|Written by: Monika Mudranincová
Photo: Vojtěch Vlk
The Berousek Circus is already the seventh generation of a huge family, celebrated for its outstanding artistic performances and legendary bear taming. From jugglers who entertained royalty in castles they have become professionals in every respect. The Nestor of the family firm says that the circus game is a tough business whose running requires a firm hand.How many members does your circus have?
We have 18 artists and 12 laborers in all. This includes 12 members of our family.
Is it hard to run a circus, and a family firm to boot?
To tell you the truth, it’s just about impossible. We work from dawn to dusk, and it all has to tick like a Swiss watch. If someone drops the ball you can see it immediately. Unlike most people, we don’t enjoy eight hour days or weekends or vacations. I’d compare it to sports – we try to reach the very best performances, we put in countless hours in the ring, training and working on ourselves, all in our efforts to attract audiences. It’s not simple. The Ministry of Culture has no interest in us, so it doesn’t give us any financial support. Towns rob us whenever they can – they want lots of money from ticket sales and high rents. I try to maintain a traditional Czech family circus, but it gets my goat that we aren’t better off financially, not to mention the lack of prestige circus people suffer from in society.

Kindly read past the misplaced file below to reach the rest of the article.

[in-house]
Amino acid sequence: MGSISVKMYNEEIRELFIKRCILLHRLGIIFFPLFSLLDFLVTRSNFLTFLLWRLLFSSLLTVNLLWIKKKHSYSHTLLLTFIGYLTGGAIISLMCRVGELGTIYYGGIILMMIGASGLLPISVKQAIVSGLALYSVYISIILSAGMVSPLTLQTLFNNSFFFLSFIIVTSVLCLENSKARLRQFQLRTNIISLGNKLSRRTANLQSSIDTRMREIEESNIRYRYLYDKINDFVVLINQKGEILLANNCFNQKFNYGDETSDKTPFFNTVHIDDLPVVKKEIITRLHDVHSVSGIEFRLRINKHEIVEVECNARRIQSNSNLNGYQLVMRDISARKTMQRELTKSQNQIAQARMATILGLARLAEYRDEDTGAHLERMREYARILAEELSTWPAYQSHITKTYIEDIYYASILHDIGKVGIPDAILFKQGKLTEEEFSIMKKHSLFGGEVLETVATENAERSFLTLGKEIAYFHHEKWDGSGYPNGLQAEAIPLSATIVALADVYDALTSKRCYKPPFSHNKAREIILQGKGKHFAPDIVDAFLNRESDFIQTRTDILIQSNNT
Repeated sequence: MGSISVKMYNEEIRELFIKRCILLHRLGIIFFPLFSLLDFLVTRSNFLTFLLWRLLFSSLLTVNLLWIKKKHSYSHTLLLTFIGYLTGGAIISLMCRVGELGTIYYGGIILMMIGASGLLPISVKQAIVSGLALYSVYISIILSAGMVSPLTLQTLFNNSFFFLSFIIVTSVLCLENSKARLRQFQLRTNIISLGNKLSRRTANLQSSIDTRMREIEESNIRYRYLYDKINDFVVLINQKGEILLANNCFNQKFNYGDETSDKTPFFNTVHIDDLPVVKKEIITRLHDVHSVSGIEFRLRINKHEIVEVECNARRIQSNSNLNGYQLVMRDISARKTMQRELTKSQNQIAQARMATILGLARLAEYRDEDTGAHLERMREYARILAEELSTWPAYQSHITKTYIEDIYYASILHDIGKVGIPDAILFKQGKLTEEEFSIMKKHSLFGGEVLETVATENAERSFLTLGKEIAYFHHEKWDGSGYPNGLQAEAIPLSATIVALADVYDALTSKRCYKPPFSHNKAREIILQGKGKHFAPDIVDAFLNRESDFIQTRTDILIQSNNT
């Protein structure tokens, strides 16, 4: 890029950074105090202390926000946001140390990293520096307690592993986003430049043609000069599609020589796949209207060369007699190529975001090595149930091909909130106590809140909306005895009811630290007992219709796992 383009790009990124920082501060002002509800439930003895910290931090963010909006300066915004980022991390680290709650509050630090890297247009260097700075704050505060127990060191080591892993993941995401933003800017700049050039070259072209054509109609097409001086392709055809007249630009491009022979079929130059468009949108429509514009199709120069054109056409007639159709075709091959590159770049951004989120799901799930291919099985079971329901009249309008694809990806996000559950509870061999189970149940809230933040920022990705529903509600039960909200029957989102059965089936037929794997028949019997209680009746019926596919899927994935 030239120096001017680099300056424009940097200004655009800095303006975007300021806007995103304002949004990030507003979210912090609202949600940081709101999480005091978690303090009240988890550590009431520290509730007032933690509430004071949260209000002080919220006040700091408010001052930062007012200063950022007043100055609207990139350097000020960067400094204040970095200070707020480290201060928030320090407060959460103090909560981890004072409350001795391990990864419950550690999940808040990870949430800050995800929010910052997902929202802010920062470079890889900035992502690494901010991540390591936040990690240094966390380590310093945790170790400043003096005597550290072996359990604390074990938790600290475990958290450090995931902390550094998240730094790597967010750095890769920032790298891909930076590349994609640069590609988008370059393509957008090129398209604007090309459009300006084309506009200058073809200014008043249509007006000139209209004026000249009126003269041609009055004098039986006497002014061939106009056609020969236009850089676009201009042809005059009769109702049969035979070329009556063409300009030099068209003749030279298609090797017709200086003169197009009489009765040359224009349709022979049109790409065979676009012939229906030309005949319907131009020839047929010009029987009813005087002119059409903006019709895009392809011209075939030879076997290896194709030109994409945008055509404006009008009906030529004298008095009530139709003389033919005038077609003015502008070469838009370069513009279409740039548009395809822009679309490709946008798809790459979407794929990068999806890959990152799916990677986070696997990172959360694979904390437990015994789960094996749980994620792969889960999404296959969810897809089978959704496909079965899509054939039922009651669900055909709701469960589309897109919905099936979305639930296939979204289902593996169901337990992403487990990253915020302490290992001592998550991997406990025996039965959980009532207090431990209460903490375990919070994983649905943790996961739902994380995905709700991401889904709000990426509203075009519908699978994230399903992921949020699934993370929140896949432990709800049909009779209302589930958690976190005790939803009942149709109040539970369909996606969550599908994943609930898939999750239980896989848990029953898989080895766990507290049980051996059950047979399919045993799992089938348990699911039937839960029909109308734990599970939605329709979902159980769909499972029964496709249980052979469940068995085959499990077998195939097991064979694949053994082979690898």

Despite all the obstacles you mentioned, you’ve held the family firm together. How have you done it?
There’s no escaping it. If you have a firm regimen, you can keep it together. The children know that until they get married they have to do as I say. I rule with an iron fist.
Is it hard to train an outstanding artist?
It sure is, and that’s why it’s good to have a family firm. I’ve taken care of the kids since they were little. Their drill was very strict, although these days it’s nothing like it used to be when our ancestors were alive. The problem lies elsewhere; it’s not enough for us to have outstanding artists. We always have to come up with something new, to surprise people. The program has to be dynamic. We were recently the first circus in the world to present trained ducks and a talking horse. Every season the audiences want new experiences, and we have to provide them.